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Jun 25th, 2013
Thermal resistance in 3D chip stacks: A closer look
In a recent issue of Electronic Cooling Evan Colgan of IBM examined the thermal resistance of microbump interconnect in 3D chip stacks. iMicronews thought it was worth …A Closer Look
3D chip stacking with TSV and fine pitch microbump interconnect increases the bandwidth and reducing the latency between the chips but also increases the difficulty of adequately cooling the devices during operation.
With a conventional lid-less chip package the thermal path is through the silicon and through the thermal interface material (TIM) layer to the heat sink. Little heat flows through the wiring layers on chip and the solder bumps into the package substrate.
With a 3D chip stack, the heat from multiple chips is now being removed through the back surface of the top chip and both the BEOL wiring layers and the microbump layer between chips are in the thermal path. Additionally, the chips that contain TSVs are thinned so that they are less effective at spreading heat from hot spots.
Heat removal paths for (a) single chip package and (b) 3D chip stack
The IBM thermal resistance test vehicle consists of a ceramic substrate, a silicon carrier, and four thermal chips. The thermal chips were joined together with ~ 25μm diameter Pb-free solder microbumps, which had an average height of 16μm after bonding. They were underfilled with a material with thermal conductivity of 0.55 W/m-K.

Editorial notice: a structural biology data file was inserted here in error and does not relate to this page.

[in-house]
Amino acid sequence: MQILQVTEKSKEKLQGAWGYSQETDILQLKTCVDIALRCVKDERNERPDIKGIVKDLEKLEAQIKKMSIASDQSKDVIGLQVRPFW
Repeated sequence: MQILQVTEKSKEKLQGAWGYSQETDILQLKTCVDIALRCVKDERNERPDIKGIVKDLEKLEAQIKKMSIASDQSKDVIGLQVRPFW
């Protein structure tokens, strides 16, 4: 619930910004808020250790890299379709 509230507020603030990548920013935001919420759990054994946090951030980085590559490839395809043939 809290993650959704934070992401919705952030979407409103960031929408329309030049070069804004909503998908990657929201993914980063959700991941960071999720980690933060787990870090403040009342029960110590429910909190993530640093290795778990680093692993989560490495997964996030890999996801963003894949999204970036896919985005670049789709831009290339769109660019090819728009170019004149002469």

Thermal Test Vehicle (a) schematic cross section; (b) SEM of stack; (c) SEM of underfill and interconnect
Power was supplied to the heater of the bottom chip of the stack (chip A) and the temperate measured at the various temperature sensors in the chip stack. Chips lower down in the stack, i.e. further from the heat sink, are hotter. Higher temperatures in a zone are believed to be due to variations in the thickness of the TIM layer. The temperature difference between adjacent chips increases as the pitch of the microbumps is increased.
For the underfilled case, subtracting the contribution from the thermal chip (5.5 C-mm2/W) from the average values, thermal resistance of ~25μm diameter Pb-free microbumps at pitches of 50, 71, and 100μm are 8.0, 15.5, and 19.0 C-mm2/W. For the 50μm pitch case, the thermal conduction from the underfill is roughly equal to that of the microbumps alone.
The chip stack was also modeled using thermal simulation software. They found that the difference in results from varying the heat loss to the board were insignificant and could not explain the differences in resistances at different layers. Heat spreading was found to be the dominant factor. The modeled temperature contours, for the four high chip stack without underfill are roughly consistent with the measured values. At the bottom of the chip stack (chips A & B) the hottest areas are those with the 71 μm and 100 μm pitch microbumps and the temperature distribution is more uniform at the top of the chip stack (chips C & D).
The fact that the measured values are higher than estimates using bulk conductivity values for the solder and underfill is consistent since the actual values must includes the contribution from the UBM layers on the chips and the intermetallic formation in the Pb-free solder microbumps as well as voids and grain boundary effects. A typical underfilled C4 layer with 200μm pitch and about 70μm height has a thermal resistance of about 100 C-mm2/W.
Modeled temperature contours with the bottom chip powered in a chip stack without underfill.
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